Waste management is an important market with enormous economic benefits. In order not to fall into the trap of Côte d 'Ivoire, who imported sanitary and environmental toxic waste, Senegal developed a national legal framework that used strict sanctions to avoid temptation. Importing or producing hazardous waste.
Government authorities have found that it is necessary to develop a comprehensive legal framework for hazardous waste management through the Department of Environment and Sustainable Development to block importers or producers of hazardous wastes. Toxic products can be managed. According to Boniface Cacheu, sanctions are planned and sanctions are being imposed on the most demanding people. "Today, the government is prepared to take sanctions to avoid the temptation to import harmful waste into Senegal and illegally detain it," he said. "This draft law comes to solve the problem," according to the 2013 law, because the local authority transfers the jurisdiction over waste management to local authorities in accordance with local regulations. At the same time, however, the Ministry of Environment has found that it is not based on text and has the ability to manage waste. This makes the draft law a legitimate basis for this practice.
On the other hand, this text has a fundamental obligation. Hazardous waste producers are now responsible for managing their own waste. "This responsibility should not be the responsibility of the state," he said, "who should have hazardous waste operators to observe, supervise and control their obligations?" Before making a claim: "Producers of manufactured goods are obliged to manage their own waste because they are the beneficiaries of the marketing of the product." Cacheu spoke at a workshop in Tivaouane and Ziguinchor City to share and validate draft legislation on hazardous waste under a project on the environmentally sound management of municipal solid waste and hazardous waste. (Prodemud). This project, funded jointly by the Global Environment Facility (GEF) and Senegal, is implemented by the United Nations Industrial Development Organization (UNIDO). The latter also argued that Senegal should change the terms of the Basel and Stockholm agreements. What did not you do? This is why the text solves this gap and will go further by establishing rules to protect human health and protect the environment from the harmful effects of hazardous wastes.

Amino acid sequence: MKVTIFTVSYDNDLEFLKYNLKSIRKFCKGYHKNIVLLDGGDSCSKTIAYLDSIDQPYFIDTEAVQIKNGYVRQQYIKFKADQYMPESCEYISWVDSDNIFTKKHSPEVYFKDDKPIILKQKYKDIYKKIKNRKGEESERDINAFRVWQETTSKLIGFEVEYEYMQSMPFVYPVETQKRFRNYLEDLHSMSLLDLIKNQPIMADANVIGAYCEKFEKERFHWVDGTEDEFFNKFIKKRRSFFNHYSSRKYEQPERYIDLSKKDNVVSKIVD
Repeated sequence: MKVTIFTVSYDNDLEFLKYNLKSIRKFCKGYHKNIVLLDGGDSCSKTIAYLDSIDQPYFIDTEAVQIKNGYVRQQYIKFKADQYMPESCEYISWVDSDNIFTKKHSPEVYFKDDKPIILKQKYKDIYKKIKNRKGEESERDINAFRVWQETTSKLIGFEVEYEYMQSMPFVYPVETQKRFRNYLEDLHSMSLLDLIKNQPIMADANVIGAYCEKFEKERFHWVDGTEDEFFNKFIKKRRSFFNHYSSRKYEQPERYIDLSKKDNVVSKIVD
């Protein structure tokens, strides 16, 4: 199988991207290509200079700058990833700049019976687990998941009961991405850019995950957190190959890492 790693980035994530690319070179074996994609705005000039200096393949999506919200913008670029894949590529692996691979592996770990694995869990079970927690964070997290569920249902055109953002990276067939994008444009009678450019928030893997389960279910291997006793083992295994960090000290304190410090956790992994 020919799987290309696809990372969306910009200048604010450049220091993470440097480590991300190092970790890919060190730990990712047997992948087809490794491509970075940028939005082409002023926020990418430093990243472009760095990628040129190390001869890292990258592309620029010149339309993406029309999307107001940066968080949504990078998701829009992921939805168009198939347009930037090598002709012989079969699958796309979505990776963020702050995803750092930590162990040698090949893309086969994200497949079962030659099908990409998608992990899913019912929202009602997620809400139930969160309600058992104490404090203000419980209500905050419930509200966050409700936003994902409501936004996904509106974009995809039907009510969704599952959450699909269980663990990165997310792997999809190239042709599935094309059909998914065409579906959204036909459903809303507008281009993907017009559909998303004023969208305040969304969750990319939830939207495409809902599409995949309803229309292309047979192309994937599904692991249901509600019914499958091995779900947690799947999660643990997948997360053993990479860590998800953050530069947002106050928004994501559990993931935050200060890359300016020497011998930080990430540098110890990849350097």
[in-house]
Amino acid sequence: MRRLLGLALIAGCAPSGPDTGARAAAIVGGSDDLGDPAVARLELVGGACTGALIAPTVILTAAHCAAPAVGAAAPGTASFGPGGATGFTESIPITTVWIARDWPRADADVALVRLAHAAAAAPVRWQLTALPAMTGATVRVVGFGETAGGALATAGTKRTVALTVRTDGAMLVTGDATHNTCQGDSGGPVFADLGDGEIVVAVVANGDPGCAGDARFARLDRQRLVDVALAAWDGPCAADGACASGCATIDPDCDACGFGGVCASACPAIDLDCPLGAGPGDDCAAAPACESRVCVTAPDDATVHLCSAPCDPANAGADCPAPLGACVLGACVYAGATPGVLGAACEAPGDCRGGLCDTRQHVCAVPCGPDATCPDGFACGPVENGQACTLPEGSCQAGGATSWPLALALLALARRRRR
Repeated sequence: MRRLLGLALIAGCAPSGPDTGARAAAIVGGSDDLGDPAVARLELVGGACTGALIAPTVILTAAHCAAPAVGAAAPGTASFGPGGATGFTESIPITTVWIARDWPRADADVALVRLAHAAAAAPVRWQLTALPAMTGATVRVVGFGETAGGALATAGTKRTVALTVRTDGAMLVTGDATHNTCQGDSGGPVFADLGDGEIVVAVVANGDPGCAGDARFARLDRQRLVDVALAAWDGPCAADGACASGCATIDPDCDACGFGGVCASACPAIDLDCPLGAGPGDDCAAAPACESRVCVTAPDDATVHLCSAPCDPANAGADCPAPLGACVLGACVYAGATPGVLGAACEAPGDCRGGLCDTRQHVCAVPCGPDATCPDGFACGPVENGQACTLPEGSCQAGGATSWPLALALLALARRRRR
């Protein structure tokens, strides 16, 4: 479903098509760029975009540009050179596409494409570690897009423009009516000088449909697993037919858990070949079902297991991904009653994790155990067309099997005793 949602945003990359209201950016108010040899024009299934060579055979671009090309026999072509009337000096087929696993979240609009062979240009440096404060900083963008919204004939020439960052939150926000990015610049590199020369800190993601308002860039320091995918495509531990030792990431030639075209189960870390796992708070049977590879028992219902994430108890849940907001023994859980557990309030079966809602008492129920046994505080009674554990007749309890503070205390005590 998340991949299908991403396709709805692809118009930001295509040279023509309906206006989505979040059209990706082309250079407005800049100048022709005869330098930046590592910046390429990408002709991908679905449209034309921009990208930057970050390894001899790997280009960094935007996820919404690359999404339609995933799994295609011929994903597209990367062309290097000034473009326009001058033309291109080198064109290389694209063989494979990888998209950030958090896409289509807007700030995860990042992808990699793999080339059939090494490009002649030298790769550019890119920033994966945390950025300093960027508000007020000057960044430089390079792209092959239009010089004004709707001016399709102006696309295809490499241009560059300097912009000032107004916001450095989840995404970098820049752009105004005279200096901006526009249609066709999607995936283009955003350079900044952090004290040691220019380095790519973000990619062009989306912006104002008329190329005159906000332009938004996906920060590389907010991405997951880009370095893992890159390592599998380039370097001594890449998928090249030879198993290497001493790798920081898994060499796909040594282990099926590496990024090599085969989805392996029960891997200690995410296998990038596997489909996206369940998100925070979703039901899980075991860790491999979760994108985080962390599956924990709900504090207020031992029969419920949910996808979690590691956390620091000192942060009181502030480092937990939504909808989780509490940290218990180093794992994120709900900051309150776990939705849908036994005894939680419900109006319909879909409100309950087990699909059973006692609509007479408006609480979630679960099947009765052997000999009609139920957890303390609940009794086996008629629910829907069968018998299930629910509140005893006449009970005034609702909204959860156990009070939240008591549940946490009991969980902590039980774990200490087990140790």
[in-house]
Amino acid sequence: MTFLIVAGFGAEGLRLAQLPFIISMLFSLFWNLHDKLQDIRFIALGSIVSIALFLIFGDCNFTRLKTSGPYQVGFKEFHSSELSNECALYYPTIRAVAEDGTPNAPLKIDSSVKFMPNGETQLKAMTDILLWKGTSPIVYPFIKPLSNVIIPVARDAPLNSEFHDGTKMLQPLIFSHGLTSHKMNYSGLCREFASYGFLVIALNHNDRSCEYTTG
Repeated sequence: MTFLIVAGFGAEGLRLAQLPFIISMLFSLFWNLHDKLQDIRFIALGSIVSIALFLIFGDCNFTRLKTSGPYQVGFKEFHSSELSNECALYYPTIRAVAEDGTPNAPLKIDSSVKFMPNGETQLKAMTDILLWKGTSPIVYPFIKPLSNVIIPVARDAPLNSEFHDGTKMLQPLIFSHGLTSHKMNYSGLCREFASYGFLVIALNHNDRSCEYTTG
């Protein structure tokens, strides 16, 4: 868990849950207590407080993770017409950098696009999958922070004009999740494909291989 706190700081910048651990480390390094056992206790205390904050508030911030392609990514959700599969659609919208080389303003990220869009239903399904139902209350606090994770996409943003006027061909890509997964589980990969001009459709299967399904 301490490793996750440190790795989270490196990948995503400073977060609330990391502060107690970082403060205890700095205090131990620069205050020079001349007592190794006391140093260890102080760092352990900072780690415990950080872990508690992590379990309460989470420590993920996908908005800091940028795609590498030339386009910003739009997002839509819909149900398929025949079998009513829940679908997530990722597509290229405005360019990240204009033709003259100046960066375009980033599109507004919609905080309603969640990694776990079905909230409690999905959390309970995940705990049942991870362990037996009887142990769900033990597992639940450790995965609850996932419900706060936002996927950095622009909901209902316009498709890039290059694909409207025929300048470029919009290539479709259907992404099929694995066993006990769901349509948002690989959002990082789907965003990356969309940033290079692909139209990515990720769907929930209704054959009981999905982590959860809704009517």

In the case of Aïta Sarr Seck, Deec's Director of Pollution Control and Defects, Hazardous Waste Management remains a serious problem in Senegal, especially in Tivaouone and Ziguinchor. This is why Senegal benefited from this project, which included many steps and many goals. One of the components is the strengthening of the legal and regulatory framework. But it will also include other elements to keep the fight going well.